According to the minutes of the October 18 Meet and Confer meeting at St. Cloud State, the SCSU Faculty Association is questioning what happened with a number of student transcripts without the faculty’s consent:
So officially what we would like to do is have data for FY07 through 12 of each semester and summer session the number of late withdrawals that are signed off after and the number of late withdrawals that faculty were not involved in. I saw three in one day in my department where the faculty were not consulted last spring and so I know its happening. Perhaps an even more concerning issue of the faculty is the number of transcript, and I don’t know a way to describe it but I am going to use alterations where students are removed from being listed as having been enrolled.
It’s difficult to picture a situation where a student disappears from a university’s enrollment list. It’s more difficult to picture a situation where a student and his/her grades disappear. As difficult as that appears to be, that’s what appears to have happened at SCSU.
As disturbing as that is, it apparently isn’t an isolated incident:
We had discussions about late withdrawals and I provided some information about some late withdrawals that when you read them you almost laugh. It’s unfortunate that they are getting withdrawals and faculty don’t even see that, don’t even get to sign off and so somehow the process isn’t being followed…
The fact that this isn’t the first discussion about late withdrawals between the SCSU Faculty Association and the administration is troubling enough. The fact that it wasn’t solved the first time adds to the administration’s troubles. The administration’s response is questionable:
Admin: The sense that we haven’t shared information is not correct; we have shared information on this in the past. It is true that we’ve also agreed that we can share that information with you. I’ve directed folks that make the decision that once the decision is made and if there is any change in the transcript that should be conveyed to the dean of the school/college within which that course resides and to the instructor who was in charge of that course. So we will do that.
That’s difficult to believe considering this response from the Faculty Association:
We have agreed to processes at least twice that I can remember. The last time was when Mitch was in your office and to get yearly reporting of late withdrawals and late withdrawals without faculty input and we got that information. I think that’s one of the things that just ought to come out to us all the time, every year. The other piece of it is that it’s difficult to do some things like helping with student success, some things like doing accurate assessment if people disappear from our records and we don’t have that information in our records anymore or if we learn for example that, and this is kind of an odd example I suppose, you don’t know that a student has taken a course three times because there is no record of it and the student is in there for the fourth time and you’re trying to figure out a way to help that student be successful and yet you’re blindsided by this lack of information.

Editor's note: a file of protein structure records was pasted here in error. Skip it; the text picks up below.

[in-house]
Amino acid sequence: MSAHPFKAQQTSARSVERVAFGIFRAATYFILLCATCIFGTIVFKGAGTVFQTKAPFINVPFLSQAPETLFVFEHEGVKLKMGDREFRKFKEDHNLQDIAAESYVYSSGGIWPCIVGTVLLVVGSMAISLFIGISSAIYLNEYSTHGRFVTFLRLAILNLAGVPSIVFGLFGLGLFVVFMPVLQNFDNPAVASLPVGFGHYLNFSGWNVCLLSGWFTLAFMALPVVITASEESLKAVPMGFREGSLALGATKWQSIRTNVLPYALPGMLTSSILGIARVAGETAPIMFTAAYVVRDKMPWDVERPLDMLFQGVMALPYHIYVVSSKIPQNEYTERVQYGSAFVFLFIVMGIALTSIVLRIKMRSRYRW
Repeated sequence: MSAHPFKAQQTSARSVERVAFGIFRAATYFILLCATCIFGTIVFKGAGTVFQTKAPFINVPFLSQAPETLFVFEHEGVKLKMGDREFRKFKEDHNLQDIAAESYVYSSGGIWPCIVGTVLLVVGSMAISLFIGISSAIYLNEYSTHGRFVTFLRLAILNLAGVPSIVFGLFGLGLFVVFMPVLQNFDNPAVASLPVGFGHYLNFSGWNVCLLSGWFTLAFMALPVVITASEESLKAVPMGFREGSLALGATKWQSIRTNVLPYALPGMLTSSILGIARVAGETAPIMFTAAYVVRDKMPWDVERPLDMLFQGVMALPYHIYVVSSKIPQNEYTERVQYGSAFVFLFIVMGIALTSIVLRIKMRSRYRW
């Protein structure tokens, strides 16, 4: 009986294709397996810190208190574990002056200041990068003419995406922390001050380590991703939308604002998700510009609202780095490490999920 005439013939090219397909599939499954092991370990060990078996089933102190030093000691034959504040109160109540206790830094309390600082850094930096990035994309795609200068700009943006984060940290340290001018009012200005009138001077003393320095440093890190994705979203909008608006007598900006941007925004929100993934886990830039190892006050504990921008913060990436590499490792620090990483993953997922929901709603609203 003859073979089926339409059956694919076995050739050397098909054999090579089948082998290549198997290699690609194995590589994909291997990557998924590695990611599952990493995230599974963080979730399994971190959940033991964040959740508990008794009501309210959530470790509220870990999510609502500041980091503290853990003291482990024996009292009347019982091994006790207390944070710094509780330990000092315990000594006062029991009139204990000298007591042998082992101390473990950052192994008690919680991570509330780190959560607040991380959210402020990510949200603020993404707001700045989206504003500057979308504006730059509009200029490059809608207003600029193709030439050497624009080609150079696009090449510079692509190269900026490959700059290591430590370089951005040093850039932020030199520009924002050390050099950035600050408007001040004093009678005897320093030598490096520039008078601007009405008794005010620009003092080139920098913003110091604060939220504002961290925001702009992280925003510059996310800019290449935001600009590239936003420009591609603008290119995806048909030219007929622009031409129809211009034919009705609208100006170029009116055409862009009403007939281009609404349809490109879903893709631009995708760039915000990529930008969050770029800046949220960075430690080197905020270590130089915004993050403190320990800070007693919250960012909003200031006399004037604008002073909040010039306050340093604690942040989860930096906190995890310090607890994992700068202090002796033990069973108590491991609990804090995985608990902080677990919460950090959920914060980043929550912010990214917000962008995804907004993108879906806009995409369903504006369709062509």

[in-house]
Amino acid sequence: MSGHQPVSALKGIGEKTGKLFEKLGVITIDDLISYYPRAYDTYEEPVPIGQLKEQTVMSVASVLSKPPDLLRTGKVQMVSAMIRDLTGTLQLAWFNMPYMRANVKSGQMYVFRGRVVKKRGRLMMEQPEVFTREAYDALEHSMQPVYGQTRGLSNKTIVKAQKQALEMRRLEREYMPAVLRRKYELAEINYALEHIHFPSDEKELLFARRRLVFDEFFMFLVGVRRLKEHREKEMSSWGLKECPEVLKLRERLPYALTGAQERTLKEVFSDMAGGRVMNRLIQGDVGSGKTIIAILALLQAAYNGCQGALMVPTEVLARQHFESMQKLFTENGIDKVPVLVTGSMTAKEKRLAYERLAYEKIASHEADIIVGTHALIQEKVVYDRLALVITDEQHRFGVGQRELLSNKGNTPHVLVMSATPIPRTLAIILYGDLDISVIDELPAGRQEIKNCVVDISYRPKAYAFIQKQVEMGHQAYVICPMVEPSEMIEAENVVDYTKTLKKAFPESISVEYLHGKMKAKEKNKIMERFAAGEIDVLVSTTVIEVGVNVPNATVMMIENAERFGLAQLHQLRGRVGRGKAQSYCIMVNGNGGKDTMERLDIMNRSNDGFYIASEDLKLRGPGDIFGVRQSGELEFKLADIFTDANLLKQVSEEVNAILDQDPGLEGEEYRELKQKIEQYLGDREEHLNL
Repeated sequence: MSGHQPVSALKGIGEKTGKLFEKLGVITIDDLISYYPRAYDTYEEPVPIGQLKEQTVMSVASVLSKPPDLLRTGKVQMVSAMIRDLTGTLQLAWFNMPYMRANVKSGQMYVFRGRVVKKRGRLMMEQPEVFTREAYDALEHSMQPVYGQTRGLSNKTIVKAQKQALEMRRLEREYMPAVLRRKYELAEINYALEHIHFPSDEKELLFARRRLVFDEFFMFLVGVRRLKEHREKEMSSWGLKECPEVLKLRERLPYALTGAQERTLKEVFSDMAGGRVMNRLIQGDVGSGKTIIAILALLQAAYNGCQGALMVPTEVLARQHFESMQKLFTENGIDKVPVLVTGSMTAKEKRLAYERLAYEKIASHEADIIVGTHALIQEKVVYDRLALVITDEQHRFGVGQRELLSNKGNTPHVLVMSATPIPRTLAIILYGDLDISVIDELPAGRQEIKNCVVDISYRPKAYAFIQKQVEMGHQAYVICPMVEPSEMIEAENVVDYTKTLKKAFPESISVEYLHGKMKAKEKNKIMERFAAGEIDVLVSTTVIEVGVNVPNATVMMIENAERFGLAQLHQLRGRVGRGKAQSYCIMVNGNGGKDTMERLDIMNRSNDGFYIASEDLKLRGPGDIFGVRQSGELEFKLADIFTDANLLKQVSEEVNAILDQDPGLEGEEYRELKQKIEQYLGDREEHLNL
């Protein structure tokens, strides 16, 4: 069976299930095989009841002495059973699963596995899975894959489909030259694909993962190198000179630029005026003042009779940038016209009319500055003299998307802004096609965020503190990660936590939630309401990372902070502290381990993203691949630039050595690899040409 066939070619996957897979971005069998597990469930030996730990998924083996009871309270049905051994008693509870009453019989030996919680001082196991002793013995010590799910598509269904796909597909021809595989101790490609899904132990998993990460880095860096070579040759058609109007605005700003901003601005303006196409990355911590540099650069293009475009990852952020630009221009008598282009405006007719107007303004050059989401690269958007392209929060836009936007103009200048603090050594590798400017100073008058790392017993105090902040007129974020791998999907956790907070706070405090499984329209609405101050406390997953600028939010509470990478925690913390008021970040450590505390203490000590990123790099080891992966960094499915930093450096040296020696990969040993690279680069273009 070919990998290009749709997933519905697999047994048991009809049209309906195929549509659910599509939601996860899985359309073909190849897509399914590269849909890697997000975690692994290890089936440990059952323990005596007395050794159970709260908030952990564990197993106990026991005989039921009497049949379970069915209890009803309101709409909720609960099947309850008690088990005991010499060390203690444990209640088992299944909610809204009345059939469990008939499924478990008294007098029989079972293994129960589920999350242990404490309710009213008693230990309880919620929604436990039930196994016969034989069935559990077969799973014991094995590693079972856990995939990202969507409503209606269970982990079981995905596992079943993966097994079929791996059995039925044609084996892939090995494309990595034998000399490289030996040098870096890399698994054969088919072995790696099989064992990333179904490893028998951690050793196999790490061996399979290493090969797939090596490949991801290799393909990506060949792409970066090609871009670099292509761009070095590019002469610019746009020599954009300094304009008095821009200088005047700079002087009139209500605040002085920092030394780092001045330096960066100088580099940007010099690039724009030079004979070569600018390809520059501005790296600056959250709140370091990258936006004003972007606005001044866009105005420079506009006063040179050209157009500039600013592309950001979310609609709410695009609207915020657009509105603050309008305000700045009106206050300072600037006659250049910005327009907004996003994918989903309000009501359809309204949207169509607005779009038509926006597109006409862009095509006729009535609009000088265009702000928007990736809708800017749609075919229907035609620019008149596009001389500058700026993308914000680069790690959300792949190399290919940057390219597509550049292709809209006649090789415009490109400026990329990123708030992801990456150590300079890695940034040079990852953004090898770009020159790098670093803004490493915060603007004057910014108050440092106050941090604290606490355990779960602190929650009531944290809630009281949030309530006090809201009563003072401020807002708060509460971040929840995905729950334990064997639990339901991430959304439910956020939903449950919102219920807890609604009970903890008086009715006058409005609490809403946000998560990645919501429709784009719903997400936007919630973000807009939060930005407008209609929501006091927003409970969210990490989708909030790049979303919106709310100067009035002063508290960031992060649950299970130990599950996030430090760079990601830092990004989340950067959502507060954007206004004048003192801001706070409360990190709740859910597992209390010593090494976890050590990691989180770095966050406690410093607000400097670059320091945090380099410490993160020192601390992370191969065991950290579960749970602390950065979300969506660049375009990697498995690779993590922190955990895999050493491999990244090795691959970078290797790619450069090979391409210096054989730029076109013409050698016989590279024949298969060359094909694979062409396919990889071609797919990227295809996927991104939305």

- The Faculty Association noticed students who had gotten late withdrawals from classes that the faculty hadn’t signed off on.
- The Faculty Association raised this issue with the administration at least once before.
- The Faculty Association and the administration agreed to a process to deal with this type of situation.
- Though they had reached an agreement on the process, the process wasn’t followed.
As bad as that is, it gets worse:
Admin: That goes to the question also of support structures for student success and I agree and we are at least taking some steps in that direction with MAPWORKs, with other areas where we keep track not only via transcript which I think is after the event but while the students are in the classes.
FA: So if there was a withdrawal that faculty were not aware of and if the person was literally taken out of a course afterwards would that show up in MAPWORKs?
Admin: That probably won’t show up in MAPWORKs.
It’s apparent that the administration tried presenting MAPWORKs as a solution. It’s equally apparent that the Faculty Association noticed that MAPWORKs isn’t a solution, which the administration quickly admitted. The question that remains is why the administration would talk about MAPWORKs as a solution to the problem.
This is how potentially explosive this situation is:
In that spirit I’m hoping that we have shared governance, the curriculum is the primary responsibility of the faculty and the grades we trust you to maintain the integrity of them and while there are legitimate reasons for altering the transcripts and such we really do think that it would be a good thing for you to bring us into this process and not assert the management right that we can do whatever we want because I guarantee you the ill that you don’t know is much, much, much worse the ill that you know. I know this is something the faculty will revolt over.
The thought that the faculty would revolt if the administration doesn’t involve them in this process is understandable. The faculty take their job of grading students seriously. The thought that the administration might keep the faculty in the dark about how students’ transcripts are getting altered without the professor signing off on the alteration is troubling.
SCSU better clean this situation up quickly. That said, I can’t say that there isn’t more to this than what we’ve learned thus far. If there’s more, that’s trouble for this administration.
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